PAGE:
AUBURN — For the second time in the past four months, a Lewiston man has pleaded guilty to felony threatening with a dangerous weapon and domestic violence assault in a chase and shooting in Kennedy Park in October 2014.

On Sept. 10, 2015, Albert Crowley, 21, of Lewiston pleaded guilty to those charges and also to reckless conduct with a dangerous weapon in exchange for a deal with limited prison time.

But about five days after Crowley entered the guilty pleas, Assistant District Attorney Andrew Matulis contacted Crowley’s defense counsel, Nicholas Worden, telling him that the U.S. Attorney’s Office was interested in bringing federal charges against Crowley. Worden petitioned the Androscoggin County Superior Court to permit his client to withdraw the guilty pleas.

The court promptly approved that request.

On Wednesday in Androscoggin County Superior Court, Matulis told Justice MaryGay Kennedy that since Worden’s request was signed, “federal authorities have bowed out” of the case and have since declined to prosecute Crowley, sending the case back to state court.

As part of the new plea deal, Crowley pleaded guilty to criminal threatening of Lewiston police officers with a dangerous weapon and domestic violence assault against his former girlfriend.


The charge of reckless conduct with a dangerous weapon that he had pleaded guilty to before was dismissed, as was a charge of attempted elevated aggravated assault.

Kennedy sentenced Crowley to serve four years in prison on the threatening charge and five years on the domestic violence assault charge, to be served consecutively. She suspended all five years on the assault charge, and ordered him to serve two years of probation, during which time he is not permitted to use or possess drugs or alcohol, and may not have contact with his former girlfriend or own or use a firearm.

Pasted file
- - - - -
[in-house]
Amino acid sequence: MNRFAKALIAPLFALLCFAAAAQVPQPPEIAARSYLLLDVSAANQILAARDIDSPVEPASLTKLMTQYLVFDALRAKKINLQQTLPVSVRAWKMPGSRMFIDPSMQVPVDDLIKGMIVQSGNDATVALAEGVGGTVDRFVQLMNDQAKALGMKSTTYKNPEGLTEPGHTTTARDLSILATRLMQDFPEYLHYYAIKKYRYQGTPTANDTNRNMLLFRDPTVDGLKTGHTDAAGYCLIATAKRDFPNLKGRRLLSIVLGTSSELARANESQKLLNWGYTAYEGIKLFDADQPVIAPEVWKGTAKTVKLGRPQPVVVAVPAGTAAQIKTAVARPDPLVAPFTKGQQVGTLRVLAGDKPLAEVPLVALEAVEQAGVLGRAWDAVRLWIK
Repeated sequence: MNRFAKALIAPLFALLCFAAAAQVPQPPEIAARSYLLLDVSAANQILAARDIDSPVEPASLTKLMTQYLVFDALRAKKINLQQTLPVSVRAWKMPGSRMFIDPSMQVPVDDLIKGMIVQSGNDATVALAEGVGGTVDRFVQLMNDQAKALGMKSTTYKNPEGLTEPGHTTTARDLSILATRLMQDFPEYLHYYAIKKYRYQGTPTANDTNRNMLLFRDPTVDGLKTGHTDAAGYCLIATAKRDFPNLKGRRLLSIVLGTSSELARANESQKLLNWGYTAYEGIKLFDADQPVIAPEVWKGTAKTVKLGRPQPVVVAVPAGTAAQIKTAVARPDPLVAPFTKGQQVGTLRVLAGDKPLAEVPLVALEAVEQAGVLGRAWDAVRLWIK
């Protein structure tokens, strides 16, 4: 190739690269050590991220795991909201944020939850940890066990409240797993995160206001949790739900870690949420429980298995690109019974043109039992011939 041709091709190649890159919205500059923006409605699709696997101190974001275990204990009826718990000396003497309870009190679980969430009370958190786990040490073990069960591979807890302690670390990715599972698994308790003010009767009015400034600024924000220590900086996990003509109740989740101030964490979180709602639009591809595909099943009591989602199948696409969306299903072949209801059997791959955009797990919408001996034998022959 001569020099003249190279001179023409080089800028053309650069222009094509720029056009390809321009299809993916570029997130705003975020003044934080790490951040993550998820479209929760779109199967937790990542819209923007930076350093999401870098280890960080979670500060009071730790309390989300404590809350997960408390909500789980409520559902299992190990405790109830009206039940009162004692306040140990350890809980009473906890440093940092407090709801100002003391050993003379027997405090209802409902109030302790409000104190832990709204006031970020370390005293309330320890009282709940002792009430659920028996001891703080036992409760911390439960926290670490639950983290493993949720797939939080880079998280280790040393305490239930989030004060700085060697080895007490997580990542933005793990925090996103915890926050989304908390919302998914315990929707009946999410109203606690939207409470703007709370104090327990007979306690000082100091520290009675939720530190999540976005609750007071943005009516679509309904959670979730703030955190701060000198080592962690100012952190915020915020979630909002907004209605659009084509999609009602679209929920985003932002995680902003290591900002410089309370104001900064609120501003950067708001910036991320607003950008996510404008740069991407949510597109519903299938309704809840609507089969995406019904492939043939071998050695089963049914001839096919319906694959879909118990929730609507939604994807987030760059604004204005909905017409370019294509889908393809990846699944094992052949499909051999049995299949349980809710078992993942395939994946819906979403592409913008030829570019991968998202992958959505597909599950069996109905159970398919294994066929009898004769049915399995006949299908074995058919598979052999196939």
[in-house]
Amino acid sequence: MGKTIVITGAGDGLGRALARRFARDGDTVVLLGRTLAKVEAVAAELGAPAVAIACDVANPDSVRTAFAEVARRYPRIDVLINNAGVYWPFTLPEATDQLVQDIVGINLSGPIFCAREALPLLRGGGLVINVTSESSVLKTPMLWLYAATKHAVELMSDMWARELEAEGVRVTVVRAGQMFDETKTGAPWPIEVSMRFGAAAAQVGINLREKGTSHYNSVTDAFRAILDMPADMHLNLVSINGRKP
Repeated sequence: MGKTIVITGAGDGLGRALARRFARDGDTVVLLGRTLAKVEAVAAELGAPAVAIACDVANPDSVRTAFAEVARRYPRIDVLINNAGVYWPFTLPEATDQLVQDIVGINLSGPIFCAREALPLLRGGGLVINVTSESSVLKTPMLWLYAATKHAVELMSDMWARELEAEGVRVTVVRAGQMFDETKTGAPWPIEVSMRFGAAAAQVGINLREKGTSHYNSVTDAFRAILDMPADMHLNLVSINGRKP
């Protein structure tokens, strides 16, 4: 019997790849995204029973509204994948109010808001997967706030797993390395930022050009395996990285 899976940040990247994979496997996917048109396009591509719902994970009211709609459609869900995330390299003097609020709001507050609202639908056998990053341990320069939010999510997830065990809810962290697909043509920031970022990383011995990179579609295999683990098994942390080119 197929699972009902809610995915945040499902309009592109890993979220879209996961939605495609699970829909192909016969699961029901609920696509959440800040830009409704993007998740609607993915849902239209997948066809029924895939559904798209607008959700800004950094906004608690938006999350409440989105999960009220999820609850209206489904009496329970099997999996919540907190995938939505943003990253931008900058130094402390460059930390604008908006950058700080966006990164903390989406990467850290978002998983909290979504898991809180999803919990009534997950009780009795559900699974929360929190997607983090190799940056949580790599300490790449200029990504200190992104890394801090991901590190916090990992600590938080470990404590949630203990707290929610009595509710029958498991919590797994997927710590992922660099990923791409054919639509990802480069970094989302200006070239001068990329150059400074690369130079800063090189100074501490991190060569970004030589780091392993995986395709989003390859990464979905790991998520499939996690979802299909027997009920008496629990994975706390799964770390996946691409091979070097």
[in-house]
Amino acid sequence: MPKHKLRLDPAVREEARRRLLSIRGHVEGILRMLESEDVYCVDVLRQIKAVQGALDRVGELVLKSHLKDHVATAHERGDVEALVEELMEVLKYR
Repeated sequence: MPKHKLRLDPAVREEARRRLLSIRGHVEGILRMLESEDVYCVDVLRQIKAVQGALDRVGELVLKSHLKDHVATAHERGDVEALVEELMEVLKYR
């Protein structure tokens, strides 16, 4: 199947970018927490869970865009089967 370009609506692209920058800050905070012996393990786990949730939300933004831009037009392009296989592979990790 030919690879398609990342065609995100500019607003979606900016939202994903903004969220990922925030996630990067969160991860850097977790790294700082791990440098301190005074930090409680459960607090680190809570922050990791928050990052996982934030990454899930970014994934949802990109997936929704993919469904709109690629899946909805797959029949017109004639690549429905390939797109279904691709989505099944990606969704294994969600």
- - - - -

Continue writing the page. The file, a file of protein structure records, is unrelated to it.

Kennedy warned Crowley that if he violated any conditions of his probation, he could serve some or all of the suspended five-year sentence. Crowley was also ordered to pay a $70 fee to the victims compensation fund.

According to court records, on Oct. 21, 2014, Crowley was at home at 1 Knox St. with his girlfriend, Brittni McBride, and their 2-month-old son. The couple started arguing over Crowley’s drug use, and he struck McBride in the head. She went to the bathroom to compose herself, according to a police affidavit, and Crowley followed her in there and struck her on the mouth, cutting her lip.

When he saw that he had injured her, Crowley apologized and the couple snuggled with their baby on an air mattress in the living room. Sometime later, after Crowley left the apartment, McBride called 911 and reported the incident, warning the dispatcher that Crowley may be armed. She also mentioned that he had assaulted her in Oklahoma and Texas and she was afraid of him.

Crowley briefly returned to the apartment, so McBride hung up the phone. He left as soon as he grabbed some money.


As Crowley was crossing nearby Spruce Street, Cpl. Michael Dumond pulled up and McBride pointed Crowley out to Dumond, who then pointed Crowley out to arriving officers Brian Bourgoin and Zachary Provost. The three officers approached Crowley as he headed toward Kennedy Park.